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Orestis Andreadakis • Artistic director, Thessaloniki IFF

“Thessaloniki’s strongest suit is getting films made”


- A seasoned festival veteran, the new Thessaloniki IFF artistic director Orestis Andreadakis discusses the challenges of leading the Balkans' go-to film gathering

Orestis Andreadakis  • Artistic director, Thessaloniki IFF

A seasoned film-festival veteran, well-read and well-travelled film critic Orestis Andreadakis is no stranger to setting up successful film gatherings. After taking charge of the Athens International Film Festival (AIFF) almost a decade ago, Andreadakis not only bolstered its prestige in the face of stiff competition from smaller local events, but also ushered it into a new era by turning it into the Thessaloniki IFF’s most serious contender for the title of the country’s strongest festival. This year, however, Thessaloniki turned the tables by signing him up as its new artistic director: Andreadakis talks to Cineuropa about the challenges of leading the Balkan’s go-to film gathering. 

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Cineuropa: Previous TIFF director Despina Mouzaki had expressed her wish to turn Thessaloniki into the Cannes of the Balkans. Do you feel like the Greek Thierry Frémaux?
Orestis Andreadakis: No, no, not at all! No way, nor is it something I’m interested in. I admire him, as he’s an exceptional programmer and an exceptional director, but the TIFF can’t become Cannes, just like Greek industry can’t start producing Citroëns and Peugeots all of a sudden.

Between programming achievements, industry influence and audience loyalty, which do you think is the TIFF’s strongest suit?
If you take out the top-tier festivals (ie, Cannes, Berlin, Venice, San Sebastián, Karlovy Vary and Locarno), the TIFF can stand up as a direct competitor to pretty much any other European festival, and can even score some goals in many cases, in terms of both the film selection and the programmes that spotlight trends that will be talked about the day after tomorrow. The most dynamic section of the festival, though, is clearly the market, originally set up by Despina Mouzaki: the Agora, with the Crossroads Co-production Forum and the Works in Progress section, has proven time and time again to be extremely helpful in fostering new talent and getting films made. That alone has secured a very important spot on the map for the TIFF, and helped the event to be regarded as not only a very enjoyable stop on the festival circuit, but a very useful one as well.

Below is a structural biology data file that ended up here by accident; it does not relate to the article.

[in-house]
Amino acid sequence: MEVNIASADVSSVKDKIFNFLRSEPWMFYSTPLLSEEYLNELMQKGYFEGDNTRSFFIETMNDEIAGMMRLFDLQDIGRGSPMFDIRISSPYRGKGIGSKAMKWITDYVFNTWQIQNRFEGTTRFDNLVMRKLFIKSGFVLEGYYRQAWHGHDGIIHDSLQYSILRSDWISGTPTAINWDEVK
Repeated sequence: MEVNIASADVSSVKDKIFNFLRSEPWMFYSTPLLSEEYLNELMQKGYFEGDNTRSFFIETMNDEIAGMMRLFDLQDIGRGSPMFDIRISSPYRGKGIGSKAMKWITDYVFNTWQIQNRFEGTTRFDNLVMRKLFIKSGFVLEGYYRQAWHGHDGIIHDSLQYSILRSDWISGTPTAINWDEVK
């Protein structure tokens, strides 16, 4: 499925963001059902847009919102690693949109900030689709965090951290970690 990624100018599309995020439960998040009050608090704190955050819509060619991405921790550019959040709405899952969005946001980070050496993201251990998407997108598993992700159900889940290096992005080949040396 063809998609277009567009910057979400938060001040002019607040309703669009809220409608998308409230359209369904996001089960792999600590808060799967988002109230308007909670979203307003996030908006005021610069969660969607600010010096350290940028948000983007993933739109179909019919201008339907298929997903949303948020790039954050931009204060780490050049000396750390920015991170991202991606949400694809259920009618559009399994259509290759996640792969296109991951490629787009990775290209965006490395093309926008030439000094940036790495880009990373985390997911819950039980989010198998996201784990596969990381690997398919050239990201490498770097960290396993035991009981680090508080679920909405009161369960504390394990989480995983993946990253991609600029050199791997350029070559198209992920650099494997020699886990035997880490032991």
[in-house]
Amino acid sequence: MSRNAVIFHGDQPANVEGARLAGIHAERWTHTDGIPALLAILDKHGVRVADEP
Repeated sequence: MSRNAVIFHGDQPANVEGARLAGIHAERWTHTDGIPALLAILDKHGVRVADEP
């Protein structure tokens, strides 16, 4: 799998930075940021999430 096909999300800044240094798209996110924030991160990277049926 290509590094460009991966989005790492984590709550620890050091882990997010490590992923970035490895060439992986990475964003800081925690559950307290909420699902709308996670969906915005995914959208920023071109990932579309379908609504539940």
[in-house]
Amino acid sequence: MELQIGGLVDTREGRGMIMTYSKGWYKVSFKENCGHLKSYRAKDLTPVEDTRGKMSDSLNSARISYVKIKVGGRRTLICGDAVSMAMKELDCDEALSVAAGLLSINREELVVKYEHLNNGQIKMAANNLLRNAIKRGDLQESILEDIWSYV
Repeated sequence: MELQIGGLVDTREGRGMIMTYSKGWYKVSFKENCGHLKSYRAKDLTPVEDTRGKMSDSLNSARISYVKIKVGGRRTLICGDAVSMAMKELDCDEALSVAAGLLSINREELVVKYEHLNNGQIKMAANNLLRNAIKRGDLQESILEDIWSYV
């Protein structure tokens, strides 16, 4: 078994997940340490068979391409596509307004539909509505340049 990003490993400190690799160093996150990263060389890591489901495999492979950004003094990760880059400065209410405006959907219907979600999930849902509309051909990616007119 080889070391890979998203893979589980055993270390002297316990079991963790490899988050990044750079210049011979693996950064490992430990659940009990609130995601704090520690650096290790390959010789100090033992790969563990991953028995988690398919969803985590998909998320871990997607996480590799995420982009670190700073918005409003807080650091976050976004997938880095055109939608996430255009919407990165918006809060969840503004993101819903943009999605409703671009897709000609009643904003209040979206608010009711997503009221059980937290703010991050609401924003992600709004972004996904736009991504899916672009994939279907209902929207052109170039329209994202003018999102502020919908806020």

If there was one single, overarching goal that you’d like to achieve on your first run as TIFF’s artistic director, what would that be?
I would like to revitalise the relationship between the festival and the city of Thessaloniki, which is what intrigues me the most. Having been born and raised in the Greek suburbs, and having subsequently lived in a number of cities around Europe, I feel there’s a major cultural resurgence taking place in Thessaloniki right now, with views on its historical past, its social present and its post-crisis future in constant shift. And what I’d very much like to do is to help the people of Thessaloniki feel that they belong here, that they have a place in the festival and they’re a part of it as well, because I have the sense that they had been feeling a bit displaced and left out in the recent past. So I want to make room for the locals. 

Room has certainly been made this year for local films, which seemed like anathema to previous managements. The TIFF’s Greek Film Festival side programme will present the majority of this year’s local productions, but are you not worried what the foreign press might think once they’re faced with festival-featured films that are certainly not festival-orientated?
I find that argument quite silly – it’s as if someone throwing a party should try to hide the aunt who dresses flamboyantly so that the other guests won’t see her. No, everyone has a place at the table, and the foreign press corps are no fools: they can open up the TIFF guide, scour the list of films and make up their own minds about which part of Greek film production they care to explore. Besides, just like there’s an audience for everything, there are industry professionals interested in very different walks of cinema. We have a very wide array of film productions.

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